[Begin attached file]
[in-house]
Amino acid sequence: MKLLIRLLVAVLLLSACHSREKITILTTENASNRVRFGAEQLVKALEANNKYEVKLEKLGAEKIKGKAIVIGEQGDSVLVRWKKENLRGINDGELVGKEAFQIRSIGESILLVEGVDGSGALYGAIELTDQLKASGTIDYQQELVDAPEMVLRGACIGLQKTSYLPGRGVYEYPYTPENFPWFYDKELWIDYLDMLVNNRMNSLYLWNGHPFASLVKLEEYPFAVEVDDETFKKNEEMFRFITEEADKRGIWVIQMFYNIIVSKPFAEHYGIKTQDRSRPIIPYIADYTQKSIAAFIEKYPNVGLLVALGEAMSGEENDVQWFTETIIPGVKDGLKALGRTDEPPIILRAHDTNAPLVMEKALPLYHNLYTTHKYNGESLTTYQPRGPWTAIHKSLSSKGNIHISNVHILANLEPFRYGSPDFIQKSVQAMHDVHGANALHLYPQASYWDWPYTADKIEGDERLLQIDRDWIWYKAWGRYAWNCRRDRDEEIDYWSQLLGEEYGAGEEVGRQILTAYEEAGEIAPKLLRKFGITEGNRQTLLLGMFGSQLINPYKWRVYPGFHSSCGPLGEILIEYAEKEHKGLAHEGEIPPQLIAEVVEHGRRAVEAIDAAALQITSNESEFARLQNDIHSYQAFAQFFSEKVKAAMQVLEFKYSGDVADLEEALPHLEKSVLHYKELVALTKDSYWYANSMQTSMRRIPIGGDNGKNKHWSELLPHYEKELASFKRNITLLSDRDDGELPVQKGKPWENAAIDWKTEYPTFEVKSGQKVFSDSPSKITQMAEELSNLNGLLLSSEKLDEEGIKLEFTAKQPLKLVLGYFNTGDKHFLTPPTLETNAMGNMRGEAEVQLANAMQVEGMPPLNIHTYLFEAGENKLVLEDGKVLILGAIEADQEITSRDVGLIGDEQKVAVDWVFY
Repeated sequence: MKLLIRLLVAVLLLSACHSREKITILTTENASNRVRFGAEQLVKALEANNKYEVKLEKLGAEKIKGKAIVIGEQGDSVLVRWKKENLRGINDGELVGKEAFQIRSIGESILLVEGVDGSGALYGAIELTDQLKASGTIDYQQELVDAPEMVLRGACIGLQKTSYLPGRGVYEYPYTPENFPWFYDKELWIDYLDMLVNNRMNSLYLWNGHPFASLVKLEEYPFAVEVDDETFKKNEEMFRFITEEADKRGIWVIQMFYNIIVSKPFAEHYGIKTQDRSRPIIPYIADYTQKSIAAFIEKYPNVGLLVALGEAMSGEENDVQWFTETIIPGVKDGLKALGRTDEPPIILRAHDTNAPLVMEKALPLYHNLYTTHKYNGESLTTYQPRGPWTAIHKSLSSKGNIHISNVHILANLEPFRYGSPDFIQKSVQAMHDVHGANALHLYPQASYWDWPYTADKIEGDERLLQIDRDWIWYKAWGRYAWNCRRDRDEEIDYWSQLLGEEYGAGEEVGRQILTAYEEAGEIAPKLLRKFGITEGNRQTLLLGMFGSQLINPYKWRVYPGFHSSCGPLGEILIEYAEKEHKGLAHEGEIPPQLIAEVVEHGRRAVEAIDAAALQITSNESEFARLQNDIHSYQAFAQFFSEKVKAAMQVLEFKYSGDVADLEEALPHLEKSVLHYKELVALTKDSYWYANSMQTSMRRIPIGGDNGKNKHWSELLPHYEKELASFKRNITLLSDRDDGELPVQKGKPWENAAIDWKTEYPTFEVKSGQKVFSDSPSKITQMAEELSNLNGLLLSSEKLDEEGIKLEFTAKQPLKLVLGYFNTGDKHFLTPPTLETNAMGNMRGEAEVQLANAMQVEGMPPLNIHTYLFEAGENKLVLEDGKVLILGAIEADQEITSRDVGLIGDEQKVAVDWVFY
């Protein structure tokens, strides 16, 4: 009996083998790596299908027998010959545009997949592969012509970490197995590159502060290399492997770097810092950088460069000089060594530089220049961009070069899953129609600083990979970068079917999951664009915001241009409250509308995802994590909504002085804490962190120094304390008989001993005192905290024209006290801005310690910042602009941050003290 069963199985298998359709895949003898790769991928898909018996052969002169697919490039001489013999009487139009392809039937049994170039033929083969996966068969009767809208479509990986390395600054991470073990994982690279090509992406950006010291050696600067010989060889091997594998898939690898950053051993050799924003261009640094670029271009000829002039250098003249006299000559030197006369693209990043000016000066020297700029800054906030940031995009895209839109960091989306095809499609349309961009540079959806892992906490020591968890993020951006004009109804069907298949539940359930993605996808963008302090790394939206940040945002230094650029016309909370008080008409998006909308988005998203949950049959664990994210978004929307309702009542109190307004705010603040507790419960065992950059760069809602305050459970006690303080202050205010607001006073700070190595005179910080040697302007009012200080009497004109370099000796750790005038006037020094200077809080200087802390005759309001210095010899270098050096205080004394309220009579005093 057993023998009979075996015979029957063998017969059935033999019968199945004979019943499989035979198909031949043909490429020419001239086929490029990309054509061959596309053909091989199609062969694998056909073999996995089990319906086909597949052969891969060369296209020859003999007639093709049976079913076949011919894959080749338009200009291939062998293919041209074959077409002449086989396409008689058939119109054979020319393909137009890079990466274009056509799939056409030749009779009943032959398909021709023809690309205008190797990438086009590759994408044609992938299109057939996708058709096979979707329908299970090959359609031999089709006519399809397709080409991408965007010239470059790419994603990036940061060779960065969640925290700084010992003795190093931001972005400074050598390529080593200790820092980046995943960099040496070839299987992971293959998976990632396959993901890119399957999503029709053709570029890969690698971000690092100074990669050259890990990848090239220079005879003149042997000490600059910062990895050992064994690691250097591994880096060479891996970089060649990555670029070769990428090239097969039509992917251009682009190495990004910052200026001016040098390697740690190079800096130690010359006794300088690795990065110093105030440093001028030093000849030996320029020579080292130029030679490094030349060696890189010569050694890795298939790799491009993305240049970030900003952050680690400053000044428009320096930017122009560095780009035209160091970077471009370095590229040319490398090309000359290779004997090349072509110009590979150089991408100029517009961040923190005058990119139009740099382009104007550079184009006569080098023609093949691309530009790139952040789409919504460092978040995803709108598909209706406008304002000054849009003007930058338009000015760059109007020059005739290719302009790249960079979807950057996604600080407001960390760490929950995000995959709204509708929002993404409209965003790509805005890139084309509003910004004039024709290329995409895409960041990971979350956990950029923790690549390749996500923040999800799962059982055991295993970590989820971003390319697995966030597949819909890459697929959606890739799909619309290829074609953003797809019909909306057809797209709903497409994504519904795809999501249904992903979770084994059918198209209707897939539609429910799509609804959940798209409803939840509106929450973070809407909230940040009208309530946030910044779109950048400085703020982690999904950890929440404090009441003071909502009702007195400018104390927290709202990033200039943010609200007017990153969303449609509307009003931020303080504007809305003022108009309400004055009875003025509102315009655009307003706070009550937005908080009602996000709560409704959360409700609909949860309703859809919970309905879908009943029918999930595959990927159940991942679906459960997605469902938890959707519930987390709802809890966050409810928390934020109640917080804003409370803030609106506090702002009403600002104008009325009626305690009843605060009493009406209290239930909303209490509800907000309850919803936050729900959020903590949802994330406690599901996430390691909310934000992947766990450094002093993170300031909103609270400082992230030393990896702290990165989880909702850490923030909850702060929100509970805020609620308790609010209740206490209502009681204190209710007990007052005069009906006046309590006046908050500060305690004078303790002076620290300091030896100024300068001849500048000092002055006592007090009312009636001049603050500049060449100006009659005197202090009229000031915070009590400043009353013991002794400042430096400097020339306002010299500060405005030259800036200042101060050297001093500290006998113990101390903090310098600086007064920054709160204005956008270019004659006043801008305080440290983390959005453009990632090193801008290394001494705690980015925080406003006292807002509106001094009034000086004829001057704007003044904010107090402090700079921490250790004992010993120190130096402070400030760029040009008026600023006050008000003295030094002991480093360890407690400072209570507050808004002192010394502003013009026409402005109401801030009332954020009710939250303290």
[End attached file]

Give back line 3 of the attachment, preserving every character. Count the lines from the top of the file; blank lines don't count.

Repeated sequence: MKLLIRLLVAVLLLSACHSREKITILTTENASNRVRFGAEQLVKALEANNKYEVKLEKLGAEKIKGKAIVIGEQGDSVLVRWKKENLRGINDGELVGKEAFQIRSIGESILLVEGVDGSGALYGAIELTDQLKASGTIDYQQELVDAPEMVLRGACIGLQKTSYLPGRGVYEYPYTPENFPWFYDKELWIDYLDMLVNNRMNSLYLWNGHPFASLVKLEEYPFAVEVDDETFKKNEEMFRFITEEADKRGIWVIQMFYNIIVSKPFAEHYGIKTQDRSRPIIPYIADYTQKSIAAFIEKYPNVGLLVALGEAMSGEENDVQWFTETIIPGVKDGLKALGRTDEPPIILRAHDTNAPLVMEKALPLYHNLYTTHKYNGESLTTYQPRGPWTAIHKSLSSKGNIHISNVHILANLEPFRYGSPDFIQKSVQAMHDVHGANALHLYPQASYWDWPYTADKIEGDERLLQIDRDWIWYKAWGRYAWNCRRDRDEEIDYWSQLLGEEYGAGEEVGRQILTAYEEAGEIAPKLLRKFGITEGNRQTLLLGMFGSQLINPYKWRVYPGFHSSCGPLGEILIEYAEKEHKGLAHEGEIPPQLIAEVVEHGRRAVEAIDAAALQITSNESEFARLQNDIHSYQAFAQFFSEKVKAAMQVLEFKYSGDVADLEEALPHLEKSVLHYKELVALTKDSYWYANSMQTSMRRIPIGGDNGKNKHWSELLPHYEKELASFKRNITLLSDRDDGELPVQKGKPWENAAIDWKTEYPTFEVKSGQKVFSDSPSKITQMAEELSNLNGLLLSSEKLDEEGIKLEFTAKQPLKLVLGYFNTGDKHFLTPPTLETNAMGNMRGEAEVQLANAMQVEGMPPLNIHTYLFEAGENKLVLEDGKVLILGAIEADQEITSRDVGLIGDEQKVAVDWVFY